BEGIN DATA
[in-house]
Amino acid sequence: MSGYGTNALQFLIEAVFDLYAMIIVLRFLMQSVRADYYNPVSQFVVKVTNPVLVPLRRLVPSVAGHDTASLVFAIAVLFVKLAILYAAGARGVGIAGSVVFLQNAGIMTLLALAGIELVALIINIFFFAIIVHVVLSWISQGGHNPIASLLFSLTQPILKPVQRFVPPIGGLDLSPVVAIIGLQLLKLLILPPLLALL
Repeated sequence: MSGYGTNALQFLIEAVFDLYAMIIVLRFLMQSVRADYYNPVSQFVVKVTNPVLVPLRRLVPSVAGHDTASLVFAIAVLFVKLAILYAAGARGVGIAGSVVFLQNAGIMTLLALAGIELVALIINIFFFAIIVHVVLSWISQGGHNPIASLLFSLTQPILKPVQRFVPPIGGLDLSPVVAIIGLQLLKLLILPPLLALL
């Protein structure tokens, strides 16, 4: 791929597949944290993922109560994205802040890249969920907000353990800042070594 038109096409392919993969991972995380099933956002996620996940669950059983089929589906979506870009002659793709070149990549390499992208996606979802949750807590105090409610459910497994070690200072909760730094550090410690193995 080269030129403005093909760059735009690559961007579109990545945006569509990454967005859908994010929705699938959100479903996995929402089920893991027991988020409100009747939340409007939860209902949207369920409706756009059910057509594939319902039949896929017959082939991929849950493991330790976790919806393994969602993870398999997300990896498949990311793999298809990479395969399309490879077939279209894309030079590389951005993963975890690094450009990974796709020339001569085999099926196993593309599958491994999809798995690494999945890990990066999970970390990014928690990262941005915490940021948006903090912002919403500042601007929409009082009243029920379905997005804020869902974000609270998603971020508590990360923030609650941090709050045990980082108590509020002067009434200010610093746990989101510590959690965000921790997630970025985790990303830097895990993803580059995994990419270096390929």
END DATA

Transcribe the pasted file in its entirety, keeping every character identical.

[in-house]
Amino acid sequence: MSGYGTNALQFLIEAVFDLYAMIIVLRFLMQSVRADYYNPVSQFVVKVTNPVLVPLRRLVPSVAGHDTASLVFAIAVLFVKLAILYAAGARGVGIAGSVVFLQNAGIMTLLALAGIELVALIINIFFFAIIVHVVLSWISQGGHNPIASLLFSLTQPILKPVQRFVPPIGGLDLSPVVAIIGLQLLKLLILPPLLALL
Repeated sequence: MSGYGTNALQFLIEAVFDLYAMIIVLRFLMQSVRADYYNPVSQFVVKVTNPVLVPLRRLVPSVAGHDTASLVFAIAVLFVKLAILYAAGARGVGIAGSVVFLQNAGIMTLLALAGIELVALIINIFFFAIIVHVVLSWISQGGHNPIASLLFSLTQPILKPVQRFVPPIGGLDLSPVVAIIGLQLLKLLILPPLLALL
């Protein structure tokens, strides 16, 4: 791929597949944290993922109560994205802040890249969920907000353990800042070594 038109096409392919993969991972995380099933956002996620996940669950059983089929589906979506870009002659793709070149990549390499992208996606979802949750807590105090409610459910497994070690200072909760730094550090410690193995 080269030129403005093909760059735009690559961007579109990545945006569509990454967005859908994010929705699938959100479903996995929402089920893991027991988020409100009747939340409007939860209902949207369920409706756009059910057509594939319902039949896929017959082939991929849950493991330790976790919806393994969602993870398999997300990896498949990311793999298809990479395969399309490879077939279209894309030079590389951005993963975890690094450009990974796709020339001569085999099926196993593309599958491994999809798995690494999945890990990066999970970390990014928690990262941005915490940021948006903090912002919403500042601007929409009082009243029920379905997005804020869902974000609270998603971020508590990360923030609650941090709050045990980082108590509020002067009434200010610093746990989101510590959690965000921790997630970025985790990303830097895990993803580059995994990419270096390929």